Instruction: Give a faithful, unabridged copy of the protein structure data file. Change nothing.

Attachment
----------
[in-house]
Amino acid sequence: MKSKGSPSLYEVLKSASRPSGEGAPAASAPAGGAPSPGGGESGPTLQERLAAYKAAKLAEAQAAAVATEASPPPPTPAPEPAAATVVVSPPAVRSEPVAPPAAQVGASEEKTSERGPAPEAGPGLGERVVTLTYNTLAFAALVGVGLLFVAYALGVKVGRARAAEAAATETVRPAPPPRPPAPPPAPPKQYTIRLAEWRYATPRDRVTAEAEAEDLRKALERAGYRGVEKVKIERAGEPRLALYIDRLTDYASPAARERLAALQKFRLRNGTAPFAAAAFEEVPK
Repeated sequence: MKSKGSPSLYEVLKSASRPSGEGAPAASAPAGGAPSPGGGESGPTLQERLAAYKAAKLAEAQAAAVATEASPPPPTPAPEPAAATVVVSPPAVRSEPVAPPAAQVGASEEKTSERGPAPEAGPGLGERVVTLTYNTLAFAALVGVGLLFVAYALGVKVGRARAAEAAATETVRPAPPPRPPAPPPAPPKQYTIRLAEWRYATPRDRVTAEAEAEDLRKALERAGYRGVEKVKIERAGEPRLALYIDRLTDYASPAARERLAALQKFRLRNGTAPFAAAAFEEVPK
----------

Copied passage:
[in-house]
Amino acid sequence: MKSKGSPSLYEVLKSASRPSGEGAPAASAPAGGAPSPGGGESGPTLQERLAAYKAAKLAEAQAAAVATEASPPPPTPAPEPAAATVVVSPPAVRSEPVAPPAAQVGASEEKTSERGPAPEAGPGLGERVVTLTYNTLAFAALVGVGLLFVAYALGVKVGRARAAEAAATETVRPAPPPRPPAPPPAPPKQYTIRLAEWRYATPRDRVTAEAEAEDLRKALERAGYRGVEKVKIERAGEPRLALYIDRLTDYASPAARERLAALQKFRLRNGTAPFAAAAFEEVPK
Repeated sequence: MKSKGSPSLYEVLKSASRPSGEGAPAASAPAGGAPSPGGGESGPTLQERLAAYKAAKLAEAQAAAVATEASPPPPTPAPEPAAATVVVSPPAVRSEPVAPPAAQVGASEEKTSERGPAPEAGPGLGERVVTLTYNTLAFAALVGVGLLFVAYALGVKVGRARAAEAAATETVRPAPPPRPPAPPPAPPKQYTIRLAEWRYATPRDRVTAEAEAEDLRKALERAGYRGVEKVKIERAGEPRLALYIDRLTDYASPAARERLAALQKFRLRNGTAPFAAAAFEEVPK